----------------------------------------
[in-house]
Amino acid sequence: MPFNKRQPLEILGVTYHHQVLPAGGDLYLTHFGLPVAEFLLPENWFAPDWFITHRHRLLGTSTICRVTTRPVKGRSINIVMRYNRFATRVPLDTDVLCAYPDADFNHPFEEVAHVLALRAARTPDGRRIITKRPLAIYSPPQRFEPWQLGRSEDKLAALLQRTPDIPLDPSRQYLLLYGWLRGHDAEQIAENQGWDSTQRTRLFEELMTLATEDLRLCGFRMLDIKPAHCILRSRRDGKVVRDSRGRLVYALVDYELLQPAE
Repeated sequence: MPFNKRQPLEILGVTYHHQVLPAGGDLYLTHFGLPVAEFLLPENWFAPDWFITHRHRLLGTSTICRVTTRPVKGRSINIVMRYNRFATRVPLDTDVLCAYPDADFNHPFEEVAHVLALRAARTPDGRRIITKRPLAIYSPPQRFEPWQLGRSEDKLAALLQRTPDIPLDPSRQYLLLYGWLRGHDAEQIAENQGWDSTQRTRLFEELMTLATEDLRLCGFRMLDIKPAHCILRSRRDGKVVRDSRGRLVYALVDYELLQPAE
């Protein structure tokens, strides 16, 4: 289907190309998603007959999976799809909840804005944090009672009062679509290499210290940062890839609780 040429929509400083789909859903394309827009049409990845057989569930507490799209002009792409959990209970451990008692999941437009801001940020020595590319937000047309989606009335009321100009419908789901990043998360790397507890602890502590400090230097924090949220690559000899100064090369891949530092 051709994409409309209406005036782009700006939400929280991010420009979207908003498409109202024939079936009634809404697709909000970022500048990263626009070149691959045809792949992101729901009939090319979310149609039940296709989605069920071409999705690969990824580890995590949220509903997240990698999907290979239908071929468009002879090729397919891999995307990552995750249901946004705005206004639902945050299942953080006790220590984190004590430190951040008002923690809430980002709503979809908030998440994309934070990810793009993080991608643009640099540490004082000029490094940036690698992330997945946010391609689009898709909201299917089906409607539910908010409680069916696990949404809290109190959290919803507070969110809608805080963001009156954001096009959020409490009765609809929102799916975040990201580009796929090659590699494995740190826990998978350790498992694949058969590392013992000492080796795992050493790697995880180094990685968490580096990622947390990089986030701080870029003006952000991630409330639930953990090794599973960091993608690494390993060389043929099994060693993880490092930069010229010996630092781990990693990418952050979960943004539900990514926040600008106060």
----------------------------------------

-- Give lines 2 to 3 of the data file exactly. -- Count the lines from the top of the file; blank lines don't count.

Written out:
Amino acid sequence: MPFNKRQPLEILGVTYHHQVLPAGGDLYLTHFGLPVAEFLLPENWFAPDWFITHRHRLLGTSTICRVTTRPVKGRSINIVMRYNRFATRVPLDTDVLCAYPDADFNHPFEEVAHVLALRAARTPDGRRIITKRPLAIYSPPQRFEPWQLGRSEDKLAALLQRTPDIPLDPSRQYLLLYGWLRGHDAEQIAENQGWDSTQRTRLFEELMTLATEDLRLCGFRMLDIKPAHCILRSRRDGKVVRDSRGRLVYALVDYELLQPAE
Repeated sequence: MPFNKRQPLEILGVTYHHQVLPAGGDLYLTHFGLPVAEFLLPENWFAPDWFITHRHRLLGTSTICRVTTRPVKGRSINIVMRYNRFATRVPLDTDVLCAYPDADFNHPFEEVAHVLALRAARTPDGRRIITKRPLAIYSPPQRFEPWQLGRSEDKLAALLQRTPDIPLDPSRQYLLLYGWLRGHDAEQIAENQGWDSTQRTRLFEELMTLATEDLRLCGFRMLDIKPAHCILRSRRDGKVVRDSRGRLVYALVDYELLQPAE